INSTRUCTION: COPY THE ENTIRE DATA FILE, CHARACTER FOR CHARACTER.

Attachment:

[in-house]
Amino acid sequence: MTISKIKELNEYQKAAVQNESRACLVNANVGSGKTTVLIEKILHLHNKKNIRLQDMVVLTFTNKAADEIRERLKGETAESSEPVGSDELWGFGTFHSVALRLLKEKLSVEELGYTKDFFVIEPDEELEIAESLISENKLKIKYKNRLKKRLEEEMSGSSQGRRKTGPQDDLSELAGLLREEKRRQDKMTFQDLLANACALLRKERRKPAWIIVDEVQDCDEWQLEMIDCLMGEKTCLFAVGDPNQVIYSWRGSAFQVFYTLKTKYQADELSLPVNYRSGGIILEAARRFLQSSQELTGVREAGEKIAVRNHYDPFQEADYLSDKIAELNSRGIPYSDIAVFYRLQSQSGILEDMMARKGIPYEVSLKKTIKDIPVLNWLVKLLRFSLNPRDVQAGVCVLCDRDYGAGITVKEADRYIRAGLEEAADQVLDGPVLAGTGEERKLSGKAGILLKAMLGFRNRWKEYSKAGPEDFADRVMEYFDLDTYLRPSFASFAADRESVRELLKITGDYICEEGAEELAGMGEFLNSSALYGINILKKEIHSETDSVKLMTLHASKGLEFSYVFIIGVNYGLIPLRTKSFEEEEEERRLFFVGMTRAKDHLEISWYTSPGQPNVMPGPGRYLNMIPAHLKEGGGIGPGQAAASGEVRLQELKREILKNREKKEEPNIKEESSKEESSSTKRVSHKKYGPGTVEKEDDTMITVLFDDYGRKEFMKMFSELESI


[in-house]
Amino acid sequence: MTISKIKELNEYQKAAVQNESRACLVNANVGSGKTTVLIEKILHLHNKKNIRLQDMVVLTFTNKAADEIRERLKGETAESSEPVGSDELWGFGTFHSVALRLLKEKLSVEELGYTKDFFVIEPDEELEIAESLISENKLKIKYKNRLKKRLEEEMSGSSQGRRKTGPQDDLSELAGLLREEKRRQDKMTFQDLLANACALLRKERRKPAWIIVDEVQDCDEWQLEMIDCLMGEKTCLFAVGDPNQVIYSWRGSAFQVFYTLKTKYQADELSLPVNYRSGGIILEAARRFLQSSQELTGVREAGEKIAVRNHYDPFQEADYLSDKIAELNSRGIPYSDIAVFYRLQSQSGILEDMMARKGIPYEVSLKKTIKDIPVLNWLVKLLRFSLNPRDVQAGVCVLCDRDYGAGITVKEADRYIRAGLEEAADQVLDGPVLAGTGEERKLSGKAGILLKAMLGFRNRWKEYSKAGPEDFADRVMEYFDLDTYLRPSFASFAADRESVRELLKITGDYICEEGAEELAGMGEFLNSSALYGINILKKEIHSETDSVKLMTLHASKGLEFSYVFIIGVNYGLIPLRTKSFEEEEEERRLFFVGMTRAKDHLEISWYTSPGQPNVMPGPGRYLNMIPAHLKEGGGIGPGQAAASGEVRLQELKREILKNREKKEEPNIKEESSKEESSSTKRVSHKKYGPGTVEKEDDTMITVLFDDYGRKEFMKMFSELESI